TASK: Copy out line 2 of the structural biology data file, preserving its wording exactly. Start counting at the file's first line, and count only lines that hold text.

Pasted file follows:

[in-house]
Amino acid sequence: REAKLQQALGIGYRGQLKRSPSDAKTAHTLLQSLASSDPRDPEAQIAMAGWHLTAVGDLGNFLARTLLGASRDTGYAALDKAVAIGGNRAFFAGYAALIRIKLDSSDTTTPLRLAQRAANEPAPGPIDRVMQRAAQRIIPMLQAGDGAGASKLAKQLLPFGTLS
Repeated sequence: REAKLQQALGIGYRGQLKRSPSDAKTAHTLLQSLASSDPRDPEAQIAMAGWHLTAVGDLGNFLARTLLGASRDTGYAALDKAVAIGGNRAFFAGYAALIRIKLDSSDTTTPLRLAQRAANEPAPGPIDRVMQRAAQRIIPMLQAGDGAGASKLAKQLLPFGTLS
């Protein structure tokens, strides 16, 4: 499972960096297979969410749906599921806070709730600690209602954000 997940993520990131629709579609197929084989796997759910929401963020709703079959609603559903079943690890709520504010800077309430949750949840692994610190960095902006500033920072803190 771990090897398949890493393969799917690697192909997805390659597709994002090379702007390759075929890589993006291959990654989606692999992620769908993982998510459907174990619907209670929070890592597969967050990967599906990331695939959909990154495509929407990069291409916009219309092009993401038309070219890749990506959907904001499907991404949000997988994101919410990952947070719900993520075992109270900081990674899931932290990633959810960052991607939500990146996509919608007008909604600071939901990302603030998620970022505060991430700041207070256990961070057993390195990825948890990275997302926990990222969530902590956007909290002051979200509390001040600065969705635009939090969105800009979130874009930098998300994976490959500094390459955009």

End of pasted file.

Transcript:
Amino acid sequence: REAKLQQALGIGYRGQLKRSPSDAKTAHTLLQSLASSDPRDPEAQIAMAGWHLTAVGDLGNFLARTLLGASRDTGYAALDKAVAIGGNRAFFAGYAALIRIKLDSSDTTTPLRLAQRAANEPAPGPIDRVMQRAAQRIIPMLQAGDGAGASKLAKQLLPFGTLS